I received an interesting e-mail (and follow-up with more details) from Tim S. It seemed like the sort of topic others would find interesting, and Tim seemed to be hoping for a pretty in-depth response…
…so I decided it would be a good opp to create a mini-podcast of sorts.
Here is his original question:
I have a question about sheet composting with shredded leaves in a field. Are there any reasons that a 12-18 inch layer spread over 2 acres wouldn’t produce a good casting after screening it? What are the drawbacks to a low maintenance system like this? Is it really necessary to keep adding food? Thanks!
Along with some additional info (and a bunch of questions) he sent in another email…
The location is a vacant 2 acre secluded field on the edge of town. I have enough wet compacted leaves to spread a 2 ft layer on the whole area. I also have access to a big tub grinder and a bobcat loader. Currently there are numerous native soil worms and red wigglers on the edge of the pile. I figured with a minimal investment in some Euro’s, along with the natives, I could populate the 2 acres.
I was wondering if there was any reason why I shouldn’t shred the leaves, spread them out, and leave them until the material was processed enough to contain a majority of castings? Is there any reason you HAVE to use windrows, or feed them regularly?
I’m intending on having a commercial product (castings and bait worms) so the material must be in a decent condition to screen out the worms and castings. So are leaves alone enough to make this work?
Is it neccessary to pre-compost them? What are the drawbacks compared to a standard windrow and regular feeding system?
If it won’t work, would mixing the leaves with grass, food scraps, etc before spreading work?
Would compaction be a problem for finely shredded leaves? Would added wood chips help with that?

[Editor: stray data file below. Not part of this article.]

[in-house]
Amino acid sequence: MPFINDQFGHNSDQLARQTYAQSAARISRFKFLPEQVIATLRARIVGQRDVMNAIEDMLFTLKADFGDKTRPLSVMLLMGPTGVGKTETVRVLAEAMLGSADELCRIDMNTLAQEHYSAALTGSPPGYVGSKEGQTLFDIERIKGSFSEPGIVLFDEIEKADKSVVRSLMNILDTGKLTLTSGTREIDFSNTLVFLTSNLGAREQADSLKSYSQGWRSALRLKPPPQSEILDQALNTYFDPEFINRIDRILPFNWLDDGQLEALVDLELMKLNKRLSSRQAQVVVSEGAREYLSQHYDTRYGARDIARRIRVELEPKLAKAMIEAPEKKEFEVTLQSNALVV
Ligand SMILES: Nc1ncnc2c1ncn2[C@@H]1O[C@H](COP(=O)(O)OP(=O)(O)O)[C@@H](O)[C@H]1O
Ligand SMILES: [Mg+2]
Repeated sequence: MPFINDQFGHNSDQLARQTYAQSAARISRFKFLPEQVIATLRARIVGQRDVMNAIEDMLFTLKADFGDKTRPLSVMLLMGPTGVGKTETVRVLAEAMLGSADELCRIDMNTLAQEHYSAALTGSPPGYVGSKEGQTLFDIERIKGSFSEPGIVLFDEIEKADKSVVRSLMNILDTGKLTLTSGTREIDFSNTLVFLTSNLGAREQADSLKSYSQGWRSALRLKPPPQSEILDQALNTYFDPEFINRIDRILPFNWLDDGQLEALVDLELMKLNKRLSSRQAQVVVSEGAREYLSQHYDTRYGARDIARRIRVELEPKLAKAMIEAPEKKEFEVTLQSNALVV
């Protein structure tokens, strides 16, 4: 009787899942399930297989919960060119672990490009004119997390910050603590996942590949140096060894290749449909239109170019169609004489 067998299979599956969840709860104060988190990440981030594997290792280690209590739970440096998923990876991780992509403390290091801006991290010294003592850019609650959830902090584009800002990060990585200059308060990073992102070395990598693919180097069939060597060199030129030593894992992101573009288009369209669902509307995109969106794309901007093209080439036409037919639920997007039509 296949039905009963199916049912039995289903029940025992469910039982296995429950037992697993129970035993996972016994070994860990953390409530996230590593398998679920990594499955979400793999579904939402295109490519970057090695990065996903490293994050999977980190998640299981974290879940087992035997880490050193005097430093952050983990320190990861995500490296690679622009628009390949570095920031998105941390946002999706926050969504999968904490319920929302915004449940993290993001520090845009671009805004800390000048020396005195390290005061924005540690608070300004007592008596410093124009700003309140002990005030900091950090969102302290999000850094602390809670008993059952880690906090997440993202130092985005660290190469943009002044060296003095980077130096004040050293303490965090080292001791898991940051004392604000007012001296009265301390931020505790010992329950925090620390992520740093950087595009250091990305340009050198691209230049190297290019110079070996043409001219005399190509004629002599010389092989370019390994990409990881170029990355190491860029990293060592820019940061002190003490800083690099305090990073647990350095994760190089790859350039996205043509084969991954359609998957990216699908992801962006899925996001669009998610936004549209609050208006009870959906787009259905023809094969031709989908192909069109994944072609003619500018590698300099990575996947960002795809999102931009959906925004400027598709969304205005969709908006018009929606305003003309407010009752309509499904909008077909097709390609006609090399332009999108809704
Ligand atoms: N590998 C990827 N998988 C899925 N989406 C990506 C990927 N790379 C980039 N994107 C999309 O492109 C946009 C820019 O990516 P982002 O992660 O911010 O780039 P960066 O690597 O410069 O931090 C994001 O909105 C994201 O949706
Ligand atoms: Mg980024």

Here is my response:
– Very promising opportunity…BUT, would be incredibly challenging to make it work as a highly-effective worm castings AND bait farming operation.
– Nice piece of land in a good location.
– Great supply of starter materials
– Helpful equipment
– Starter population of Red Wigglers
1) Lack of Control – Tim is in a decent location for outdoor worm farming, but still too many variables outside of his control (especially true for a serious castings operation).
2) Castings/Bait Combo – Can be challenging to create system highly effective for BOTH castings and vermiculture, especially with so little control over environmental factors.
3) Logistical Headaches – Without separation of worm zones and (worm farmer) working zones, how do you harvest without damaging the bed?
4) Not Enough Nutrition – Leaves alone won’t provide enough nutrition for top notch castings, let along castings AND fat bait worms.
– Based on the resources available and location, seems like a great opportunity for some sort of “eco-farming” operation.
– Vermicomposting trenches or windrows with crop beds running along both sides.
– Fantastic potential for demonstration project and profit from selling top notch, naturally-grown produce.
See “SPIN Farming”
– During spring and fall, likely lots of composting worms that could be harvested a sold as well
– Boost the nutrition in the beds with aged manure and – even more beneficial from an education standpoint – urban organic wastes (food scraps, coffee grounds, grass clippings).
– DO make sure to do everything “by the book” (permits etc), especially if working with manures (and of course when involving the public in any way)
UPDATE: Tim wrote in with some additional questions and I added a post with my (written) response to those as well. You can find it here:
The Two Acre Worm Farm – Update